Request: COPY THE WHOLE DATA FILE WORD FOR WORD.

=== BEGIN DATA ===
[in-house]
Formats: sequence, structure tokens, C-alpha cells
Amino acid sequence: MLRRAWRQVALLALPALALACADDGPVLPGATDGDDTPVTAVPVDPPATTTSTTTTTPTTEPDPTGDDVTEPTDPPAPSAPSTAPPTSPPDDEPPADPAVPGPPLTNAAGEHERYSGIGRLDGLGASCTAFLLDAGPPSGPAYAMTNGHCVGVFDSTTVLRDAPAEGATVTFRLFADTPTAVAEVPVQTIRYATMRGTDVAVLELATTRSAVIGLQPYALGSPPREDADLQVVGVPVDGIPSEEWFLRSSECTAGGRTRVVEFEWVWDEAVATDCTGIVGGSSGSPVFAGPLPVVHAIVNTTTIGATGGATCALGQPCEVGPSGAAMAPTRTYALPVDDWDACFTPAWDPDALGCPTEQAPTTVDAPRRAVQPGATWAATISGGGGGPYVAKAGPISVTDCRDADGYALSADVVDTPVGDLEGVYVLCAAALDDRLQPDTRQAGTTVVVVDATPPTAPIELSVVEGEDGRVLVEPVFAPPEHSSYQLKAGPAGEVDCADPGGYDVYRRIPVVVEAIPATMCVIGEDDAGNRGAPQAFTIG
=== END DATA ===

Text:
[in-house]
Formats: sequence, structure tokens, C-alpha cells
Amino acid sequence: MLRRAWRQVALLALPALALACADDGPVLPGATDGDDTPVTAVPVDPPATTTSTTTTTPTTEPDPTGDDVTEPTDPPAPSAPSTAPPTSPPDDEPPADPAVPGPPLTNAAGEHERYSGIGRLDGLGASCTAFLLDAGPPSGPAYAMTNGHCVGVFDSTTVLRDAPAEGATVTFRLFADTPTAVAEVPVQTIRYATMRGTDVAVLELATTRSAVIGLQPYALGSPPREDADLQVVGVPVDGIPSEEWFLRSSECTAGGRTRVVEFEWVWDEAVATDCTGIVGGSSGSPVFAGPLPVVHAIVNTTTIGATGGATCALGQPCEVGPSGAAMAPTRTYALPVDDWDACFTPAWDPDALGCPTEQAPTTVDAPRRAVQPGATWAATISGGGGGPYVAKAGPISVTDCRDADGYALSADVVDTPVGDLEGVYVLCAAALDDRLQPDTRQAGTTVVVVDATPPTAPIELSVVEGEDGRVLVEPVFAPPEHSSYQLKAGPAGEVDCADPGGYDVYRRIPVVVEAIPATMCVIGEDDAGNRGAPQAFTIG